Title:  Noise, delays and development of expertise

PI:  John Milton

Funding Agency:  NSF

Division: Behavioral and Cognitive Science

Committee:  Perception, Action and Cognition

Amount: $ 319,000

Dates: 09/2006 - 08/2009

Abstract

How does one develop expertise in the performance of a difficult motor skill?  Through research conducted on a challenging motor skill – balancing a stick on the fingertip – some of the nervous system’s secrets for expertise development have been discovered.  One of these secrets makes use of random movements of the fingertip: random hand movements are able to correct a stick’s wobbles far faster than a person would be able to react to seeing them.  A second secret is to decrease the role of conscious efforts to make corrective movements – analogous to the waiter’s trick of not looking at a bowl of soup while carrying it on a tray.  Thus there is more to stick balancing than just poise and sharp reflexes!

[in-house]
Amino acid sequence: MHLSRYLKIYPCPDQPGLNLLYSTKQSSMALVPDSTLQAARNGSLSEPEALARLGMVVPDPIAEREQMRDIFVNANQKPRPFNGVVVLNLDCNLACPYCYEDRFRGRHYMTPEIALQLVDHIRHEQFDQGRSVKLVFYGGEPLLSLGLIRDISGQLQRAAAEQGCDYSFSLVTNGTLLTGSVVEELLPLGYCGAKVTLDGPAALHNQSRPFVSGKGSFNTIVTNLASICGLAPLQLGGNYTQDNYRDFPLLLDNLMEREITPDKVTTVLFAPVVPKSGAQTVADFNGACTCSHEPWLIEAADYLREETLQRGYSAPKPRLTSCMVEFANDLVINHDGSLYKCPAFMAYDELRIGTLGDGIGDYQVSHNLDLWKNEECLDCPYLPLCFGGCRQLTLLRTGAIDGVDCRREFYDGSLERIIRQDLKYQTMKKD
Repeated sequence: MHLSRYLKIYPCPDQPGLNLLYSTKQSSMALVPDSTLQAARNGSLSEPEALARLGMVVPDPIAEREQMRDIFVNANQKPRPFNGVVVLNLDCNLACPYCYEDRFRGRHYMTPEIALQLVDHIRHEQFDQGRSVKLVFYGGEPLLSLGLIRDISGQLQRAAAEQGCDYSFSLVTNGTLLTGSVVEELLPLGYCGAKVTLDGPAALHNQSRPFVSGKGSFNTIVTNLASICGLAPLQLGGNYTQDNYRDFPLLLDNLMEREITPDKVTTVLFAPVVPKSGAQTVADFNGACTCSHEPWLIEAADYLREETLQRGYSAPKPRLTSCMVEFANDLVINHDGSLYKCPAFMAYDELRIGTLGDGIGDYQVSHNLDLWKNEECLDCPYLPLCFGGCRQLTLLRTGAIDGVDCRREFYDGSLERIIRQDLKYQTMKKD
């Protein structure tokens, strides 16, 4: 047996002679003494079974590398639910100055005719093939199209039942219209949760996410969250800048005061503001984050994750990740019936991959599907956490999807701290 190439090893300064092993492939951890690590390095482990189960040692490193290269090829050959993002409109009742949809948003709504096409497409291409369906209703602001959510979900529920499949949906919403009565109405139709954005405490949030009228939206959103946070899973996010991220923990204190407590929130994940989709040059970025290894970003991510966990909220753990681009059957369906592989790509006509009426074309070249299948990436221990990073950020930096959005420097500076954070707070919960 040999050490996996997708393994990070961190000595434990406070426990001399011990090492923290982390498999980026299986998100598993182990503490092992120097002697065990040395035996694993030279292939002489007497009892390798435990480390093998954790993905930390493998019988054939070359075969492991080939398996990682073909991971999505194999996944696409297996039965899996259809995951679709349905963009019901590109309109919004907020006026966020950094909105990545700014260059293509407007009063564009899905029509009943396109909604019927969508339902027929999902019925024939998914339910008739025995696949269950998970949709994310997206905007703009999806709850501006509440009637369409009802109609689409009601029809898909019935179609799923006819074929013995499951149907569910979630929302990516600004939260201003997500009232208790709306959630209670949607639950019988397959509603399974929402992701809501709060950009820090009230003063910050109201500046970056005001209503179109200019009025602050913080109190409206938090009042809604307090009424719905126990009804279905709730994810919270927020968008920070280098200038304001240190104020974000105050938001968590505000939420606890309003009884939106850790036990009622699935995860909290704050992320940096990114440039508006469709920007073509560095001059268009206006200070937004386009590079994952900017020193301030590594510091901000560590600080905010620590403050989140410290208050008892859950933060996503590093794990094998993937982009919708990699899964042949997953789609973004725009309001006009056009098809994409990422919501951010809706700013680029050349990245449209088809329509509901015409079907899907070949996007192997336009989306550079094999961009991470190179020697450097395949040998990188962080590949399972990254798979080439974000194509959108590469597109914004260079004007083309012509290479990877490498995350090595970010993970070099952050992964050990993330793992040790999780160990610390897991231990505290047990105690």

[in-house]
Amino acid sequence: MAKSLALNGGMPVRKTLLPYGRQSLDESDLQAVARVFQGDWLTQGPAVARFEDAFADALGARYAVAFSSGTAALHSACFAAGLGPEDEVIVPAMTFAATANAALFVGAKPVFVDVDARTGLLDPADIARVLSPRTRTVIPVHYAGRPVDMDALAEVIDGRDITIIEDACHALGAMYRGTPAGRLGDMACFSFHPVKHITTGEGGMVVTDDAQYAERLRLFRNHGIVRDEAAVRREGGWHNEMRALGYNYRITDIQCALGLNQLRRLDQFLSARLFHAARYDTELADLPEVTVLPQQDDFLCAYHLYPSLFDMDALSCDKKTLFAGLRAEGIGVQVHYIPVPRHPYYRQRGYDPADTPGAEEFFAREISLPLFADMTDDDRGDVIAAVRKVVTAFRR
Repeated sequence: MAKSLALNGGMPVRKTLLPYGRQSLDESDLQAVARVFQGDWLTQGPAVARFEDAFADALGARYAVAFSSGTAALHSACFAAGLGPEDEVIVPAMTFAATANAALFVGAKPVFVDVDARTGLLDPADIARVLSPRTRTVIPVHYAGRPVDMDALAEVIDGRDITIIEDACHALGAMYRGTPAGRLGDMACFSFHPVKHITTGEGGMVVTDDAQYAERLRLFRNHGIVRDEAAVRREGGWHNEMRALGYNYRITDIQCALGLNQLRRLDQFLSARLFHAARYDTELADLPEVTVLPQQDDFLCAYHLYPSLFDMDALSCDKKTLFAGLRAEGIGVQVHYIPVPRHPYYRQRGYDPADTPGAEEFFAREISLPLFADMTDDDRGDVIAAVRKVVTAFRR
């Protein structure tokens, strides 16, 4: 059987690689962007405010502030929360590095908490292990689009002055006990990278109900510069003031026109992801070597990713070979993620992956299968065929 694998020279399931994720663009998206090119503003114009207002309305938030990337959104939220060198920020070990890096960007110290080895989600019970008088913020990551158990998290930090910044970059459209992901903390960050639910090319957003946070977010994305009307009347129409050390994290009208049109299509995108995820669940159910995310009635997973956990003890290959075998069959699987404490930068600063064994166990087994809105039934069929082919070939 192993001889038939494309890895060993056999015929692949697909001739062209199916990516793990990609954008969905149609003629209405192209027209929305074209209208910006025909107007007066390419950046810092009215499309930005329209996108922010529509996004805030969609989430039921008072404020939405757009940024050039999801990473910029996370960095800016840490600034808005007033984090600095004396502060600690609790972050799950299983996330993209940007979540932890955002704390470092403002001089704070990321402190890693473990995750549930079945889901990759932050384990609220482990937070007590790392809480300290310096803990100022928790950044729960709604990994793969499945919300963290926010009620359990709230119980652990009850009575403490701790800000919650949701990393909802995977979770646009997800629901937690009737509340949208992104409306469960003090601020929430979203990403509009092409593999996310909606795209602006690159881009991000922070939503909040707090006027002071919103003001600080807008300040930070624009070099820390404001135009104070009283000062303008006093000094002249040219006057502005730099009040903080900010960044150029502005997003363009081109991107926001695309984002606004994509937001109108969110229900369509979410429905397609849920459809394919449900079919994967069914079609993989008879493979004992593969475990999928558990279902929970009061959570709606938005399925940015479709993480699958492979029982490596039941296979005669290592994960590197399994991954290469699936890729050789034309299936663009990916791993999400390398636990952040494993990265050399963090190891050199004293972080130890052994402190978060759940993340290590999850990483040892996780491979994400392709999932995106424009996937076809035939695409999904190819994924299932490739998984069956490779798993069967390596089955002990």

With NSF support Dr. Milton brings together an international team of scientists to work with undergraduate students to understand how the nervous system develops expertise in stick balancing.  There are three major advantages offered by the study of stick balancing: 1) the motor task is sufficiently difficult to allow identification of levels of expertise; 2) it is well enough characterized to permit careful comparisons between observation and prediction; and 3) expertise can be dramatically increased with just a few days of intensive practice.  Thus it becomes possible to carefully examine a variety of relationships, for example, between skill-related changes in balancing limb kinematics and changes in stick movements.  Particular emphasis is given to determining whether the nervous system’s tricks for expertise – diversion of attention and random movements – can be used to allow an individual to more rapidly increase expertise.  The motion science and research are integrated in a manner that both excites and motivates students while at the same time teaching them to work effectively in international teams.  Since proper balance control is essential for the expert performance of many motor tasks, it is anticipated that studies of stick balancing will translate into the design of more efficient teaching, coaching and neuro-rehabilitative strategies.